Linked by Thom Holwerda on Wed 12th Jul 2017 13:37 UTC
Internet & Networking

FCC chairman Ajit Pai is fond of saying that "the internet was not broken in 2015" when he argues for repeal of our nation's net neutrality rules. This is particularly funny to me, because in 2014 I literally wrote an article called "The internet is fucked".

Why was it fucked? Because the free and open internet was in danger of becoming tightly controlled by giant telecom corporations that were already doing things like blocking apps and services from phones and excusing their own services from data caps. Because the lack of competition in the internet access market let these companies act like predatory monopolies. And because our government lacked the will or clarity to just say what everyone already knows: internet access is a utility.

Most of these things are still true, even after the Obama-era FCC under Chairman Tom Wheeler reclassified internet access as a Title II telecommunications service and imposed strict net neutrality rules on wired and wireless internet providers. And most of these things will get even worse when Pai pushes through his plan to rescind Title II and those rules, despite widespread public outcry.

Hey look, another case of corporations actively working to undermine society by bribing politicians with huge amounts of money that individuals would never (or only rarely) have access to. As long as politicians' power is derived not from the people, but from money, shit like this will continue to happen. Trying to stop Pai's obviously horrible and destructive anti-consumer plans is a noble goal, but these plans are only a symptom, not a cause. We're playing whack-a-mole, while they are playing Jenga.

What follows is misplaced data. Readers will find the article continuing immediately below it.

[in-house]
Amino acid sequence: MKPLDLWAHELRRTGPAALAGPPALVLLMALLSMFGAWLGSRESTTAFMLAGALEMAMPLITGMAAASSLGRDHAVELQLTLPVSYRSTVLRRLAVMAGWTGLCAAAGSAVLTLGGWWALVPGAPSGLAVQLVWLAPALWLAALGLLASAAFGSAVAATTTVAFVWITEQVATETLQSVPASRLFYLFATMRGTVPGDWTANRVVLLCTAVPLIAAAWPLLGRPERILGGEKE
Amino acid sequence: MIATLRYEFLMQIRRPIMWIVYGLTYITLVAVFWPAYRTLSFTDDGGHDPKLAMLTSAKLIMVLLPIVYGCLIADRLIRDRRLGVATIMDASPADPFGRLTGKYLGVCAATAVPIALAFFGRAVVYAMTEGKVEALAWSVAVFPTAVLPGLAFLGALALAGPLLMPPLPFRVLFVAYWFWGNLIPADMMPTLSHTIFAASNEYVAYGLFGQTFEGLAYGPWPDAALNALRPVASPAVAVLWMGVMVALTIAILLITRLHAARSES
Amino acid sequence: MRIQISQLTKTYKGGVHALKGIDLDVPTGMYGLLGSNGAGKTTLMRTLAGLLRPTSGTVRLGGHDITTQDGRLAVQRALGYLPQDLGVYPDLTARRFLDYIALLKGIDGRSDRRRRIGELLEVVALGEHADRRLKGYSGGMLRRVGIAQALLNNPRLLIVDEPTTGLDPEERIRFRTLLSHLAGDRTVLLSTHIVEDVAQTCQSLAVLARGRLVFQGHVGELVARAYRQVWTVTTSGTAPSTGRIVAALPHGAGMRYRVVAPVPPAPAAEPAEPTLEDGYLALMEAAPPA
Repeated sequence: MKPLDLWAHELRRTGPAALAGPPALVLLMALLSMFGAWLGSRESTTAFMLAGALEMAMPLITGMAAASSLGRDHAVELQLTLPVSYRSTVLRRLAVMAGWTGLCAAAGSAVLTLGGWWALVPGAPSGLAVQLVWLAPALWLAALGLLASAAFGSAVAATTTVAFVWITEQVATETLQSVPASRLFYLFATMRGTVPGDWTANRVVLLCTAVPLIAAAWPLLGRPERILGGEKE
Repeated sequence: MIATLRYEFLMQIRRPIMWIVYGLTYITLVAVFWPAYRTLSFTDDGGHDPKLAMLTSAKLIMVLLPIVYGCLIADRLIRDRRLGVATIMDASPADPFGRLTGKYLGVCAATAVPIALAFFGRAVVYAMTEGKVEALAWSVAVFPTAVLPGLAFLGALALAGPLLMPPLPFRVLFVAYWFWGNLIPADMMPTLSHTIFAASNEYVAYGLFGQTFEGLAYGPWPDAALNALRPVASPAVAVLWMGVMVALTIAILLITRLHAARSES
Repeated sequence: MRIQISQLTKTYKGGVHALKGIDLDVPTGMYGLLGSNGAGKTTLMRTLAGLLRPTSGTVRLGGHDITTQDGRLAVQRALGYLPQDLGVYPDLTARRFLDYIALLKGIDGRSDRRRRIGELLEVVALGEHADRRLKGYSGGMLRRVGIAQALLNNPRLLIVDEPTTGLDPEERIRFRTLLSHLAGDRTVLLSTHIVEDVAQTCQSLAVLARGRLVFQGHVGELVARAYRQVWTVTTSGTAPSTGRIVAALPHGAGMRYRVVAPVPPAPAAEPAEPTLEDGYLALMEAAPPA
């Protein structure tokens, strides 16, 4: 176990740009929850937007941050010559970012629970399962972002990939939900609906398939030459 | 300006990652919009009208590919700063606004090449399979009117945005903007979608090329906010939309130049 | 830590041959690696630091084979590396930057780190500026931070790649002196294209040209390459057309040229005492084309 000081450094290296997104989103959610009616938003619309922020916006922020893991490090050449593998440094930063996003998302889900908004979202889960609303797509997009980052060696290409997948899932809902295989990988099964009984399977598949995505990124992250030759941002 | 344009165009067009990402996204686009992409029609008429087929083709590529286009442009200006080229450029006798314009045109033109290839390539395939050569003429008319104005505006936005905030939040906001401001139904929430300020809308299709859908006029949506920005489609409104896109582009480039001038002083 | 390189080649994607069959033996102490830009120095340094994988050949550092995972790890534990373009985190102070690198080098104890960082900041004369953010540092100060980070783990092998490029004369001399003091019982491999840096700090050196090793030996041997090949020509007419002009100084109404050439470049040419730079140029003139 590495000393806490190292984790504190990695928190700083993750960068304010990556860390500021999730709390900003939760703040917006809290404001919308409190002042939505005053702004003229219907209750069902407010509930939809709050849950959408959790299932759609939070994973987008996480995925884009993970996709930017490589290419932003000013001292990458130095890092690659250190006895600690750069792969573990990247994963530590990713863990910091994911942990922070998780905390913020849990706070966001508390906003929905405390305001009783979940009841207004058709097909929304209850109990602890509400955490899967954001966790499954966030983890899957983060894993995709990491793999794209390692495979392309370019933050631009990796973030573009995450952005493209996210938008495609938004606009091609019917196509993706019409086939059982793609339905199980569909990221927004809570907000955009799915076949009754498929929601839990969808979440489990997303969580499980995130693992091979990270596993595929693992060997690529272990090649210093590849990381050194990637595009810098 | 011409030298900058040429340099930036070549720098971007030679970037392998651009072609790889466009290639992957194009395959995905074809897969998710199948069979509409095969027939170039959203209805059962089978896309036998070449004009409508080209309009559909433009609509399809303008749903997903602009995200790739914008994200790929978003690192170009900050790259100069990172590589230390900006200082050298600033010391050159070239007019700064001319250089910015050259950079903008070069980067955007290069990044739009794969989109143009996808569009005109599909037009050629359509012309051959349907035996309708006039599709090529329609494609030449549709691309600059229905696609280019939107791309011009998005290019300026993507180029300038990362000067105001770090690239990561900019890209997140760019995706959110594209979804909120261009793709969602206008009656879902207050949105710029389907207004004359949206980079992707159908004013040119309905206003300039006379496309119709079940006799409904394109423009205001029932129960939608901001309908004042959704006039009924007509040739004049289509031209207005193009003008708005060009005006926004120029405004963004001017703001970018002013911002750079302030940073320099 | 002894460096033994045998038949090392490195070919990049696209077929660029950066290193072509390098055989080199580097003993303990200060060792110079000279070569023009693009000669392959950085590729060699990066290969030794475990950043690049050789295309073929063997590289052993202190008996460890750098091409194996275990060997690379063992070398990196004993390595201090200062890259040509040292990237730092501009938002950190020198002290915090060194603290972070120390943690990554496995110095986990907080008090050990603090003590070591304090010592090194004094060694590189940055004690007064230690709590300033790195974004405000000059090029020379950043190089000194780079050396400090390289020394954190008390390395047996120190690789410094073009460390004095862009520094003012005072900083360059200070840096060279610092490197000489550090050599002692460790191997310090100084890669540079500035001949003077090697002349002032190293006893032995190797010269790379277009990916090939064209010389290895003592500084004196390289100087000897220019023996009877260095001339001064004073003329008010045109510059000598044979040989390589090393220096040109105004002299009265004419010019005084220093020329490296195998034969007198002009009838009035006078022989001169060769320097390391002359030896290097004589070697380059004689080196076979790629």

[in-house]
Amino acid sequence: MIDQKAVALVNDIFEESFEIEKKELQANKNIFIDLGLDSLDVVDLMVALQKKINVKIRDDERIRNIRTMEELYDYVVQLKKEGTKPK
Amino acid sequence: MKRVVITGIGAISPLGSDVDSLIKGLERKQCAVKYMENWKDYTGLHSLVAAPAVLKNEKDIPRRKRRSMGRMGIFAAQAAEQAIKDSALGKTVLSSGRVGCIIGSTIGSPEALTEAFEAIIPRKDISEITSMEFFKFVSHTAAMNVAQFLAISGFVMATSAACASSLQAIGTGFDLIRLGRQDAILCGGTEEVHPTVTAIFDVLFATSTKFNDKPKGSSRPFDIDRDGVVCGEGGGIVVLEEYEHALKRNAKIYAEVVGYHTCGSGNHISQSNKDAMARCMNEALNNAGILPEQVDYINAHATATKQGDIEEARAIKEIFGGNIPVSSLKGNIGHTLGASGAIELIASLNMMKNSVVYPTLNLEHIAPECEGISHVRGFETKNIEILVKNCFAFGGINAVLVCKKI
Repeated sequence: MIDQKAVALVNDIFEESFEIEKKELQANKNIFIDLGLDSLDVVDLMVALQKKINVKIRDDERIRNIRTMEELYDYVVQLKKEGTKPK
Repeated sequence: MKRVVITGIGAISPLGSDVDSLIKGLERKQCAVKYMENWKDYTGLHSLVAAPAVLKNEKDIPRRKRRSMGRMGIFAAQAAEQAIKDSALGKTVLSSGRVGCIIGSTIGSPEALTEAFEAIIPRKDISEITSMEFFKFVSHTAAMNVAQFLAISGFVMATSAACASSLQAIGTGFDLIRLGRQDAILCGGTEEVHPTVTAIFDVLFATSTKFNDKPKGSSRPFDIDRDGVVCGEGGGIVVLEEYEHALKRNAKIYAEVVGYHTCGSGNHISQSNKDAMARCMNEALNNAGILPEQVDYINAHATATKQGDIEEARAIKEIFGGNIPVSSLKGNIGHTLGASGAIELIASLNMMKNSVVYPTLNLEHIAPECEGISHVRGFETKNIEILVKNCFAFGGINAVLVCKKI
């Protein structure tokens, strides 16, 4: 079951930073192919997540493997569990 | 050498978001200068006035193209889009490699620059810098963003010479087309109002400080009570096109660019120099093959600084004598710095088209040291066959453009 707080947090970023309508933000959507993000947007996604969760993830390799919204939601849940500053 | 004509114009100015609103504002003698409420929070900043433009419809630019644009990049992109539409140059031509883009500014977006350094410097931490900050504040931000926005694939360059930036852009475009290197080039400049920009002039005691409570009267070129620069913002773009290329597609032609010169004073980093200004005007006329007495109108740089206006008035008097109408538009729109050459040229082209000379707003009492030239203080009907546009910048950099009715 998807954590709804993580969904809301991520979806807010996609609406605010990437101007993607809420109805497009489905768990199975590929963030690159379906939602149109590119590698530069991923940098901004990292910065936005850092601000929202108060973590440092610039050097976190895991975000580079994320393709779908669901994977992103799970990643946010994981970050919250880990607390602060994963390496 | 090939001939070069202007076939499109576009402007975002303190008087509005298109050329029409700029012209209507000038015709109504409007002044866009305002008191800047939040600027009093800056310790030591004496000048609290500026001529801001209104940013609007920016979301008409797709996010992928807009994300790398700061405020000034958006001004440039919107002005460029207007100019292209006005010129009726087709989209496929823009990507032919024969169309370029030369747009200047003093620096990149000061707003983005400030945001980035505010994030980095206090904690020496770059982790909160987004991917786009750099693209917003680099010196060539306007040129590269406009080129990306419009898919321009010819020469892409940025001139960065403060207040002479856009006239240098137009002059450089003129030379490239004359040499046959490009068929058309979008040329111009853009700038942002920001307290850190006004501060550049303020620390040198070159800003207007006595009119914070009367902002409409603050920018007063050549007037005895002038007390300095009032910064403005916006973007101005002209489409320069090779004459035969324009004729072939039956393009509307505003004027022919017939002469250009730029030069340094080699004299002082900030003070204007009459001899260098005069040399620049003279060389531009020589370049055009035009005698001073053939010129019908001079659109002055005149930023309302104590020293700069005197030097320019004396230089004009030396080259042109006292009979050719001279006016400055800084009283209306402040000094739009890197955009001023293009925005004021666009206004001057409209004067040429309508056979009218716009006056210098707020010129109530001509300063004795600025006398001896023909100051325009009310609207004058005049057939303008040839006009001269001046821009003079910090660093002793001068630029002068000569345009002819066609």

These corporate criminals and their political lapdogs will keep throwing money at the wall until it breaks - and they have more money than we have bricks and mortar.

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RE[2]: Comment by kurkosdr
by bryanv on Wed 12th Jul 2017 20:50 UTC in reply to "RE: Comment by kurkosdr"
bryanv
Member since:
2005-08-26

I don't vote because I'm an anarchist, and because they never offer any choice that I'd ever vote for anyhow.


Then the proper thing to do, is to cast an empty ballot.
SHOW UP. Abstaining on a vote actually is _counted_. They see those numbers. Represent your refusal to vote for shitty options by showing up, and refusing to vote for shitty options.

Not showing up is interpreted completely differently than showing up and refusing to pick a bad option.

You have been deceived into thinking that 'not voting' is somehow sticking it to the parties. No, sir.. They _count_ on people like you not showing up.

If it got to the point where voters who abstain were > the margin of victory, you would start to see a different type of candidate next cycle.

Reply Parent Score: 5

RE[3]: Comment by kurkosdr
by Dr.Cyber on Wed 12th Jul 2017 22:13 in reply to "RE[2]: Comment by kurkosdr"
Dr.Cyber Member since:
2017-06-17



You have been deceived into thinking that 'not voting' is somehow sticking it to the parties. No, sir.. They _count_ on people like you not showing up.